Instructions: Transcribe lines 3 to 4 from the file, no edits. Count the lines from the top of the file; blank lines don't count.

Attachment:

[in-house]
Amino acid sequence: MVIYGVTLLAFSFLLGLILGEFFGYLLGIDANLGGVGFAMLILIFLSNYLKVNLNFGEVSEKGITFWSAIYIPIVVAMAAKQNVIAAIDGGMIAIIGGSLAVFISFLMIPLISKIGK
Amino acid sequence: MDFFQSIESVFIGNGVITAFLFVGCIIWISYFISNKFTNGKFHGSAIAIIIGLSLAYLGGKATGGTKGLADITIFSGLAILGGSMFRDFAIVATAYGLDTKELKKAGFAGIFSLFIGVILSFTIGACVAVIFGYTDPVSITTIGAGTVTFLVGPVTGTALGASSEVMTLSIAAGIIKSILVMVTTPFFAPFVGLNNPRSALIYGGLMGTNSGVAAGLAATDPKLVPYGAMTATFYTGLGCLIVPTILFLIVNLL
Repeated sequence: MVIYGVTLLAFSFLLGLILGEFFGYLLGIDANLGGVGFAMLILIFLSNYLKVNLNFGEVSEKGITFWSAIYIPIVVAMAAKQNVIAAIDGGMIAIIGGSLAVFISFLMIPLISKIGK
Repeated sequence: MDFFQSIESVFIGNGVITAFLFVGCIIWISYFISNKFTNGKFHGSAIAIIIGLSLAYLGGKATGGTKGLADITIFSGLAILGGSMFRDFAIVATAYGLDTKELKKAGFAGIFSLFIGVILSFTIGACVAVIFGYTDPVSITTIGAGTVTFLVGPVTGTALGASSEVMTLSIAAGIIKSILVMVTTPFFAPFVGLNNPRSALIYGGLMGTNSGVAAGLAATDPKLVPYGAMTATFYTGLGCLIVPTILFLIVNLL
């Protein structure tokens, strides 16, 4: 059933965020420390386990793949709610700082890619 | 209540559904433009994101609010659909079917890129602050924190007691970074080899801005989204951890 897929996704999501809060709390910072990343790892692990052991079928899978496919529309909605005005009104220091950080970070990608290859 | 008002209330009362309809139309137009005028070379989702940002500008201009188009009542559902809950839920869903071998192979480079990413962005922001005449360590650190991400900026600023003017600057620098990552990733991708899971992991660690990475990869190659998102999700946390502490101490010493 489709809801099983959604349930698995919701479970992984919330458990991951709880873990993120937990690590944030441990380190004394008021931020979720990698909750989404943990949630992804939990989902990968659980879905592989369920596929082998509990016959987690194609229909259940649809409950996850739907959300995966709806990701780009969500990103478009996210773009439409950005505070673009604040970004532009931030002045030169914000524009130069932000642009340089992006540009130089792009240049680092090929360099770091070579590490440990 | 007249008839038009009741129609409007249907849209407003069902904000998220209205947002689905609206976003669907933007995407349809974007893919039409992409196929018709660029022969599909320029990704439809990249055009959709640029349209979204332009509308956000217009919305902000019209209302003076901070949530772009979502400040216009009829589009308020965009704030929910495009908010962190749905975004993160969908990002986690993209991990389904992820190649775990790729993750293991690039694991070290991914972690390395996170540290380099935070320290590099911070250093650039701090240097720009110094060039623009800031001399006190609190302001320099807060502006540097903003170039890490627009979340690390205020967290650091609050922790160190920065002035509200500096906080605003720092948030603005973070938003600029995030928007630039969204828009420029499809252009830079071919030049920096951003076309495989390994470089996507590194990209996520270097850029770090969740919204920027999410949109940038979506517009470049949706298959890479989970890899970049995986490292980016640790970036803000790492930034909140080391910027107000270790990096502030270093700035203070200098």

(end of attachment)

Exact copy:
Amino acid sequence: MDFFQSIESVFIGNGVITAFLFVGCIIWISYFISNKFTNGKFHGSAIAIIIGLSLAYLGGKATGGTKGLADITIFSGLAILGGSMFRDFAIVATAYGLDTKELKKAGFAGIFSLFIGVILSFTIGACVAVIFGYTDPVSITTIGAGTVTFLVGPVTGTALGASSEVMTLSIAAGIIKSILVMVTTPFFAPFVGLNNPRSALIYGGLMGTNSGVAAGLAATDPKLVPYGAMTATFYTGLGCLIVPTILFLIVNLL
Repeated sequence: MVIYGVTLLAFSFLLGLILGEFFGYLLGIDANLGGVGFAMLILIFLSNYLKVNLNFGEVSEKGITFWSAIYIPIVVAMAAKQNVIAAIDGGMIAIIGGSLAVFISFLMIPLISKIGK